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In my home network, I would like to be able to set up hostnames on my network, rather than accessing computers by IP:


webserver.mynetwork = a Linux VM running on my computer
mylaptop.mynetwork = My laptop (Linux)
mylaptopwin.mynetwork = My laptop while booted into Windows (Vista)
nas.mynetwork = My NAS drive
laptop2.mynetwork = A second laptop on my network (Windows XP used for gaming etc.)
brotherlaptop.mynetwork = My brother's laptop. (Vista)

How would I go about doing this? All of these have a static IP address.

I know I would be able to do this by editing the hosts file on all these computers, but is their a neater solution? I've looked through my router's control panel, and it doesn't seem to have anything relevant. (Netgear WPN111). I can't rely on any of these to be on at any given time.

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I don't understand. I haven't done anything special and I can access all of my machines on my network using their name. Most are windows, but also a mac, or does enabling windows file sharing there has something to do with it? And if so, isn't that also possible in Linux? I know I never fiddled with any hosts file, and I definitely don't have a DNS server. – fretje Sep 28 '09 at 17:56
fretje: He said he can't rely on any of those computers to be on at any given time. That's why the "built in" hostname resolution you're referring to will not work for him. – OverloadUT Sep 28 '09 at 18:32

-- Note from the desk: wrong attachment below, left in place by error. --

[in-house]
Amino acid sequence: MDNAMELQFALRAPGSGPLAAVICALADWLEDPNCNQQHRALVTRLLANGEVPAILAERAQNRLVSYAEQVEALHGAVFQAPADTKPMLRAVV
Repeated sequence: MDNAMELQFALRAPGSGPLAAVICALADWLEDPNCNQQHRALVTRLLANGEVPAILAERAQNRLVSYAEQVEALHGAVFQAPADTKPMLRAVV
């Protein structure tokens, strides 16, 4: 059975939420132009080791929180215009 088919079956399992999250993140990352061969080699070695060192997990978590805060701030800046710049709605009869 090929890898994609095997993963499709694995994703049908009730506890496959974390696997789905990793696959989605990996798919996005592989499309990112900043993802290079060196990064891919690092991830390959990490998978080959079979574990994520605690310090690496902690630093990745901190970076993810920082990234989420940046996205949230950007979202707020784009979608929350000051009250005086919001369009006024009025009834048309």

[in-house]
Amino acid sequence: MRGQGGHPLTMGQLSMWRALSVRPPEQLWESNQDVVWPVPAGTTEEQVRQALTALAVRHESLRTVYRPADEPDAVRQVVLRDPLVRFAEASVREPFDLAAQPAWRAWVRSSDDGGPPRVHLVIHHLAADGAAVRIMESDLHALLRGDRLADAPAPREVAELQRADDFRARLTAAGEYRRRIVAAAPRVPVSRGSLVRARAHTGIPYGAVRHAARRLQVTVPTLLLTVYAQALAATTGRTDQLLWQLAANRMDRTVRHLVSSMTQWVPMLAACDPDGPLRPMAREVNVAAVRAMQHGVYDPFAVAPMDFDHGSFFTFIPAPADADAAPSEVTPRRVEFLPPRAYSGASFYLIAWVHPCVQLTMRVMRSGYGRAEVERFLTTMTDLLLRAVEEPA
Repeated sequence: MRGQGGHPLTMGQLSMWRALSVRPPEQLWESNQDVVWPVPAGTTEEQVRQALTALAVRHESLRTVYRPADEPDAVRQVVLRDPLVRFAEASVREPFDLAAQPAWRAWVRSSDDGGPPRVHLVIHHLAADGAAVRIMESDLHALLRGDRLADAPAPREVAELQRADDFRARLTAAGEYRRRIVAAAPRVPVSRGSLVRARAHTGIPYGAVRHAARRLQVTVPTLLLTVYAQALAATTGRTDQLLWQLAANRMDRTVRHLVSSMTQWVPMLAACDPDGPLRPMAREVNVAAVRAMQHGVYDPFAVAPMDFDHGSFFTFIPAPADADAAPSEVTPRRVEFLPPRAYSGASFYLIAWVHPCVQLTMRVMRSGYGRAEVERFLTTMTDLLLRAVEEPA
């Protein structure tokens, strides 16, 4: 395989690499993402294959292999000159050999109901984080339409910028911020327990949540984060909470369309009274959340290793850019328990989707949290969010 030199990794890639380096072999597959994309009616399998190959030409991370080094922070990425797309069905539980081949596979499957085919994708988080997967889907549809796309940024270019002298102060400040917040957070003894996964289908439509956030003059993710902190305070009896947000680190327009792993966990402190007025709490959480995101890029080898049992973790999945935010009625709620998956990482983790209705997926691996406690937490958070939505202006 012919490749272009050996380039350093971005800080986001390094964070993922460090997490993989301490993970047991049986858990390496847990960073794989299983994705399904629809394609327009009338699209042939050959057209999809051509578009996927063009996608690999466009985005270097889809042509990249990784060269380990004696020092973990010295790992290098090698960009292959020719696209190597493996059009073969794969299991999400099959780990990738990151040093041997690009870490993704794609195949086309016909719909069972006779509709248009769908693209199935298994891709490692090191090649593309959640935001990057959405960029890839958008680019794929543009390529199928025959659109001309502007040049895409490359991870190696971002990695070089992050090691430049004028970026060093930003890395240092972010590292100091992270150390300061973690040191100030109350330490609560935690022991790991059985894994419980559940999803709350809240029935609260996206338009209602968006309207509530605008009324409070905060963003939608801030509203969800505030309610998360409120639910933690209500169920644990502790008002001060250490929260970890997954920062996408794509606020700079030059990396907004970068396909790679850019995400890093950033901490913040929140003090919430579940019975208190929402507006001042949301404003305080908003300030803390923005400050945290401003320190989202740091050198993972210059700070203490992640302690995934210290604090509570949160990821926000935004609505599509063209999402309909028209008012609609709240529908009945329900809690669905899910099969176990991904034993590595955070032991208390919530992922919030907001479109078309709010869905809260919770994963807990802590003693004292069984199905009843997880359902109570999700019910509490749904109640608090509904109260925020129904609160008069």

@OverloadUT: I still don't understand. When the computer to reach isn't on, any hostname resolution, built-in or not, won't work then, isn't it? – fretje Sep 30 '09 at 10:04
up vote 10 down vote accepted

Hosts file would be the easiest solution.

The only other way would be if you control your own DNS server, in which case you will just need to insert a few entries. You may be able to set up a DNS server if you have another pc on 24/7, but if not, I would say hosts file is the way to go.

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That's what I was gonna say, the hosts solution is pretty easy..... – in.spite Sep 28 '09 at 17:27
+1 - For ~5 hosts, a personal DNS server is some serious overkill. – romandas Sep 28 '09 at 17:42
the hosts file "solution" is everything but easy. Maintaining multiples files accross machines is a PITA, and very error-prone. – philipyassin Sep 17 '13 at 10:28

According to the manual on Wikibooks, you can accomplish this using the Tomato firmware. Knowing Tomato, it should be very easy to set up.

The Tomato firmware is a third-party open source firmware replacement for certain types of routers. It's very powerful, fairly user friendly, and has a lot of great little features. It's very easy to install.

All you need is one of the supported routers, which will set you back no more than $60.

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If the machines on you LAN run a modern operating system, then you can access them with


Don't forget the .local suffix.

To get the name from the IP, use

avahi-resolve-address IP
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